CONCLUSIONS: The incidence of OAC in non-dysplastic BO is around 1 per 300 patients per year. The incidence of OAC in short-segment BO is under 1 per 500 patients per year.
AD
Department of internal medicine, William Beaumont Hospital, Royal Oak, Michigan, USA. tusardesai@aol.com
PMID
20
TI
Re: Risk of malignant progression in Barrett's esophagus patients: results from a large population-based study.
AU
Rugge M, Fassan M, Cavallin F, Zaninotto G
SO
J Natl Cancer Inst. 2012;104(22):1771.
 
AD
PMID
21
TI
The incidence of esophageal adenocarcinoma in a national veterans cohort with Barrett's esophagus.
AU
Shakhatreh MH, Duan Z, Kramer J, Naik AD, Helm A, Hinojosa-Lindsey M, Chen GJ, El-Serag HB
SO
Am J Gastroenterol. 2014;109(12):1862. Epub 2014 Oct 21.
 
OBJECTIVES: The increasing incidence of esophageal adenocarcinoma (EA) in the United States may have leveled off in recent years. The risk of EA among patients with Barrett's esophagus (BE) seems to be decreasing in several European cohorts, but these estimates are unknown in the United States. We aimed to determine the risk of developing EA in a national cohort of BE patients in the US Veterans Health Administration and to account for the use of endoscopic ablation and esophagectomy.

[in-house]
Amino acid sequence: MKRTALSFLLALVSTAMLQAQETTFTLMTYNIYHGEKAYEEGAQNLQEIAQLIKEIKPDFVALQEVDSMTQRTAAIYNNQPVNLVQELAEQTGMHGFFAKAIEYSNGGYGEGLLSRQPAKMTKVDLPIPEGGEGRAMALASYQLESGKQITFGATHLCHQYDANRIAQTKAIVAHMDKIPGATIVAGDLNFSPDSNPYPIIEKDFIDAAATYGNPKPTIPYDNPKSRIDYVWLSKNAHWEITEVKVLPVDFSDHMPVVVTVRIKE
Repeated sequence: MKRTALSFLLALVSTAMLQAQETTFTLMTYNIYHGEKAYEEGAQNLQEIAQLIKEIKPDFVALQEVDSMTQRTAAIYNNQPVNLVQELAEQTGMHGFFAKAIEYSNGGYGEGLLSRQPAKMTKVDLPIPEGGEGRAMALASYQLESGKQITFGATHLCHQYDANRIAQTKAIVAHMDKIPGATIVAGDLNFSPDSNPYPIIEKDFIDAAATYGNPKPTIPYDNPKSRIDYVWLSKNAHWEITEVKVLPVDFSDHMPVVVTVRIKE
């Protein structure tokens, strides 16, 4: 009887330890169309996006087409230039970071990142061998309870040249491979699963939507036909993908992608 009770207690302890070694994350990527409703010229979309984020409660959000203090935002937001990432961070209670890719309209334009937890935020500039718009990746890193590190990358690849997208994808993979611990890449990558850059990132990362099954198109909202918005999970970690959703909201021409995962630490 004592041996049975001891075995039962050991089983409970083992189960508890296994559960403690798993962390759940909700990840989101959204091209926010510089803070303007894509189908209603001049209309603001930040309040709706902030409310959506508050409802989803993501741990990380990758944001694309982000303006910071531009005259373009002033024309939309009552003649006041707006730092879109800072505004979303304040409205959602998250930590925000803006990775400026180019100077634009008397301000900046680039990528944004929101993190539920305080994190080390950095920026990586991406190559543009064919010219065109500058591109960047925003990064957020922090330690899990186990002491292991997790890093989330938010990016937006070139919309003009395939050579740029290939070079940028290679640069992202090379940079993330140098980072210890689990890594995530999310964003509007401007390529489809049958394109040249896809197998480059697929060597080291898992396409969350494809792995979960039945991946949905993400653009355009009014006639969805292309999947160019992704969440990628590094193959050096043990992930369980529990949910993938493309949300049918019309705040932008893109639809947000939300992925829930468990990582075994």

METHODS: This was a retrospective cohort study from a total of 121 facilities in the Veterans Health Administration. Veteran patients with BE diagnosed between 1 October 2003 and 30 September 2009 were included and followed until esophageal cancer diagnosis, death or 30 September 2011. All EA diagnoses were verified in detailed structured reviews of medical records.
RESULTS: We identified 29,536 patientswith BE who met our eligibility criteria. Most were men (96.9%) and White (83.2%), with a mean age of 61.8 years. During 144,949 person-years of follow-up, 466 patients developed EA, yielding an incidence rate of 3.21 per 1,000 person-years (95% confidence interval (CI) 2.94-3.52). Excluding those who developed EA within 1 year of their index BE date lowered the incidence rate to 1.75 per 1,000 person-years. However, including additional patients who underwent endoscopic ablation or esophagectomy for HGD or EA increased the incidence rate to 4.79 (95% CI 4.44-5.16).